Sunday, March 27, 2011

Fraternal organizations losing members

From the Daily News:

A bronze statue of an elk, now green due to decades of oxidation, stands guard in Elmhurst in front of a landmark commonly known as Elks Lodge No. 878.

For generations, the clubhouse hosted charitable and social gatherings until the Elks, whose dwindling membership no longer warranted such a vast space, sold it to a church a few years ago.

The Elks still meet next-door at a smaller facility. But many point to the group's exit from its Queens Blvd. base as a sign of a borough-wide downturn in fraternal organizations and service clubs.

Once signatures of many tight-knit communities across Queens, groups such as the Elks - known for camaraderie and charity work - are struggling to lure new blood and hang on to meeting spots.

Elks aren't alone. Other fraternal groups like the Masons are struggling, too, as are service clubs such as the Kiwanis, the Lions and the Rotary.

Locals fear that the weakening of such organizations diminishes civic pride, as does the demise of other middle-class institutions being profiled in the Vanishing Vintage Queens series.


From the Daily News:

Cutting through blocks of single-family homes in Forest Hills, Metropolitan Ave. embodies the main drags in small towns across the United States, thanks to a library, a post office and banks.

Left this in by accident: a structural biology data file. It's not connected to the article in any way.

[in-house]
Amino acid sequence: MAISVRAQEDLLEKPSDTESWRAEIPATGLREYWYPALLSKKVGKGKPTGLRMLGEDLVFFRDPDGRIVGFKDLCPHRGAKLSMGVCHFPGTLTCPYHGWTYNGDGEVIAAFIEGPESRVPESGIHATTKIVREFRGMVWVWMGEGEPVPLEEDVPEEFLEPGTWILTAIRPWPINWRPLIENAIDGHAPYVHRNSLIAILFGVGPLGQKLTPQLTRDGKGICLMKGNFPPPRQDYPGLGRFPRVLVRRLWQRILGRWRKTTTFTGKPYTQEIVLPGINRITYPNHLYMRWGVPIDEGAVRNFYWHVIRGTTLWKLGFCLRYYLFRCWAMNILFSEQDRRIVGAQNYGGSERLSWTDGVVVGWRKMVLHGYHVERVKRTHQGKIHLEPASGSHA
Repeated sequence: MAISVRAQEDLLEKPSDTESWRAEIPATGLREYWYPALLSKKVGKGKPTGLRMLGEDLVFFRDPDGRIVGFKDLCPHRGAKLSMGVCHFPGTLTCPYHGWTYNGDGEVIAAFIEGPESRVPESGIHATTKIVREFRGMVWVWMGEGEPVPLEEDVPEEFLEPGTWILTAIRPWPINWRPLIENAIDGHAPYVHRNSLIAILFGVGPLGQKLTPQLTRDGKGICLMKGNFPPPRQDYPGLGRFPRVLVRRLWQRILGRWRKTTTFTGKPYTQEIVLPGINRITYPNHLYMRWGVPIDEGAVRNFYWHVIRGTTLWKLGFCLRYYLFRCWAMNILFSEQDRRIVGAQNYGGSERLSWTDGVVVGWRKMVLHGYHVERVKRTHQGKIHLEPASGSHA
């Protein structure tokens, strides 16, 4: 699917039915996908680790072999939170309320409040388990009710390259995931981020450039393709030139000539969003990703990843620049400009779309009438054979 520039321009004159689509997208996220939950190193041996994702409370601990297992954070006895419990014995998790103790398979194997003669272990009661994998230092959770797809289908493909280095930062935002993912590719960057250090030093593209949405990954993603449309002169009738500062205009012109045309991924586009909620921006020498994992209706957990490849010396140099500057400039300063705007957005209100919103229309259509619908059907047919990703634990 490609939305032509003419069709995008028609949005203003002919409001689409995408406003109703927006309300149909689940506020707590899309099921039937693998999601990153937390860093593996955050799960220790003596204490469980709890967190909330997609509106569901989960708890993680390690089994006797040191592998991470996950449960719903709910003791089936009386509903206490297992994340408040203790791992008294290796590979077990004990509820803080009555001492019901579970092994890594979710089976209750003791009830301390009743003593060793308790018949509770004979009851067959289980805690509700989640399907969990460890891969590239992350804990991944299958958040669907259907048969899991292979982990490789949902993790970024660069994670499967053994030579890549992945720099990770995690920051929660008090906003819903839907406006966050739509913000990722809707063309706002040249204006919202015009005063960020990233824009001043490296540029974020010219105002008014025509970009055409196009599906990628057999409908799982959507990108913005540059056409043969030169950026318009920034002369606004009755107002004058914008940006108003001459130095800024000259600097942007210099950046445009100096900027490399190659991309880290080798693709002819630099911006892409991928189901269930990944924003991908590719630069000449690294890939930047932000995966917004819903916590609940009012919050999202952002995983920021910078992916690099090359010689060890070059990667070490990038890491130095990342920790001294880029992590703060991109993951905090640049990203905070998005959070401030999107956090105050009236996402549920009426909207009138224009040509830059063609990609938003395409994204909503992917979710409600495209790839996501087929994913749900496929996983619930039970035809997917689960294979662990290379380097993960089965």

That atmosphere was once also exemplified by the Masonic lodge - until troubled finances forced the owners to sell in 2000 to a bank that then razed the lodge for a parking lot.

Gone is the meeting hall where Freemasons organized and hosted dances, dinners and charity events that signaled a civic pride many say is disappearing across Queens.

All that remains is the lodge's cornerstone, dated 1967, which was rescued by Jim Haddad, a Freemason who attended many functions there. He displays the memento in the yard of his Forest Hills Gardens home.

"The tombstones of fraternal organizations lie throughout Queens, which I suppose is appropriate given the number of graveyards we have," said Haddad, 46. "It really is a problem."

13 comments:

Anonymous said...

The fraternal organizations are not "vibrant" and "diverse," so they don't have a place in Queens anymore.

Will the last white person left in Queens please turn off the lights?

Snake Plissskin said...

This parallels the hollowing out of institutions across the borough.

If you want an opinion: ask a politician.

If you want funding: ask a politician.

If you want to know what is good and what is bad: ask a politician.

Its not racism: a community filled with transients, be it immigrants or hipsters, is a community firmly under the thumb of the machine.

ew-3 said...

I suspect that there is a cultural element as well. At one time Queens was full of WWII veterans and the people that worked in war industries. They shared a common and profound experience. They were Americans. It would have been un-American for Bloomy to even consider running for a 3rd term. The people wold have prevented it. If they could defeat Hitler, Bloomy could be stopped.

There is no common identity anymore, and that is not only true about NYC, but in most urban areas and increasingly so in suburban areas.